I mean the german guy, not hellboy.
Teen, 13 years old Written byLUDEMON September 9, 2020

Great movie.

I think we are all aware of the violence in this movie, but there's a bit of language. Hellboy tells a German character not to say the word "focused... Continue reading

What's the story?

Following up on 2004's Hellboy, HELLBOY II: THE GOLDEN ARMY sees writer-director Guillermo del Toro (Pan's Labyrinth, The Devil's Backbone) return to Mike Mignola's comic-book creation. This time around he pits supernatural monster-stopper Hellboy (Ron Perlman) against the machinations of evil elf-prince Nuada (Luke Goss), who's searching for the lost segments of a golden crown that, when united, will give him control of the titular Golden Army -- an unstoppable legion of mechanical warriors that he plans to use to destroy humanity in order to protect the world of enchantment. But even as he works the case, Hellboy has to come to terms with his team's existence becoming public knowledge -- and the resulting prejudices of the general populace. Oh, and his fire-starter girlfriend Liz (Selma Blair) really needs to talk to him about some important stuff. ...

Is it any good?

After the dizzying high art of the Oscar-winning Pan's Labyrinth, del Toro downshifts a little to deliver high entertainment with this sequel. Meshing the supernatural with the super-heroic, Mignola's comic-book creation is a wise-cracking, gruff-yet-good tough guy played with pitch-perfect swagger and comedy timing by Perlman. Hellboy's intrinsic goodness shines out through his bizarre appearance -- and Perlman's talent shines out through bizarre, brilliant makeup and special effects. The movie takes place in a world of gods and monsters, and some of its creations are startling, inventive, and as scary as they are fascinating.

Loaded with action (some of which is intense, if otherworldly), Hellboy II: The Golden Army also takes the time to give us full-drawn characters. Hellboy sincerely cares for Liz, is a good friend to the team's psychic -- a genteel man-fish named Abe Sapien (Doug Jones), and even comes to terms with his higher-ups at the Bureau of Paranormal Research and Defense, including the all-too-human Tom Manning (Jeffrey Tambor) and the disembodied spirit Johann Kraus (voiced by Family Guy creator Seth McFarlane). For every eye-popping effects sequence or line of hokey comic-book dialog, there's also a brief moment of human warmth or goofy comedy, and if the film's a little loose and slapdash, that hyper-inventive spirit surprisingly enhances its charm instead of undercutting it. Hellboy is hardly the best-known big-screen superhero, but Hellboy II: The Golden Army is the most brilliantly bizarre, visually vibrant, slyly self-aware and freakishly funny example of the genre you could hope for.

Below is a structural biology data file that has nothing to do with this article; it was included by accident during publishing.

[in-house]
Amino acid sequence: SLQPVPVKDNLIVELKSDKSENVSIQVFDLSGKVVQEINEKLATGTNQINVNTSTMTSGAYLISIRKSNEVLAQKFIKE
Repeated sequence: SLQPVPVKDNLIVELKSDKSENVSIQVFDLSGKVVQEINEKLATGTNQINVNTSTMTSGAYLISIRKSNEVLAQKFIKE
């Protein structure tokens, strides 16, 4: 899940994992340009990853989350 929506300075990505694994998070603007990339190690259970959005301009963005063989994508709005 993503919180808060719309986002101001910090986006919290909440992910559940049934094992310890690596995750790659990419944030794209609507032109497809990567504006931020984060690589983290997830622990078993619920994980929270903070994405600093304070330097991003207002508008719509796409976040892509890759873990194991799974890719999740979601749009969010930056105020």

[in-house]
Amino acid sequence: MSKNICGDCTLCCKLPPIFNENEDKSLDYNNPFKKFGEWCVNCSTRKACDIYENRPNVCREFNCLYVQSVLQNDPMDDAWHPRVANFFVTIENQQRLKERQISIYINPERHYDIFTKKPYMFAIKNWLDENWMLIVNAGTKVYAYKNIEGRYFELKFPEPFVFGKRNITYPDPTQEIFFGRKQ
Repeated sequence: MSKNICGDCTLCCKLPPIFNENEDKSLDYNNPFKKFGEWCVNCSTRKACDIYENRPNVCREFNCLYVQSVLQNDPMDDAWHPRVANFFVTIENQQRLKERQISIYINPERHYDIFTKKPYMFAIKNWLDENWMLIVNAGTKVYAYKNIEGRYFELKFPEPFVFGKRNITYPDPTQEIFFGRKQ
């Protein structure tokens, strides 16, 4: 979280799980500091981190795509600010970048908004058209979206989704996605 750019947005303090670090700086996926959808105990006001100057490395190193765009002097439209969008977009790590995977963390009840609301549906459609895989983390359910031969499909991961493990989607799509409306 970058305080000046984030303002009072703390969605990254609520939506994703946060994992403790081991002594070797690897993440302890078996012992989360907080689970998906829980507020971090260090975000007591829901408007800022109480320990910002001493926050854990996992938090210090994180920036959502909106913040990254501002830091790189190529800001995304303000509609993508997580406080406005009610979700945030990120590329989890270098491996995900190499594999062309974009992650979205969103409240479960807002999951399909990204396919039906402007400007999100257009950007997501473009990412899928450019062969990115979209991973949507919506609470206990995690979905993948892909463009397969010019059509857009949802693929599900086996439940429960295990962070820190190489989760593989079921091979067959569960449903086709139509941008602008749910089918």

Talk to your kids about ...

  • Families can talk about Hellboy II: The Golden Army's underlying message of tolerance. What's more important, how someone looks, or how they act?

  • How does the movie move Hellboy toward adult responsibility (although he ages slowly and is supernatural, Hellboy is fairly immature and teen-like at the beginning of the film)? Does that strike any chords with teens? What does being "human" mean for Hellboy? Where does he have the power of choice?

Movie details

Our editors recommend

For kids who love Fantasy Action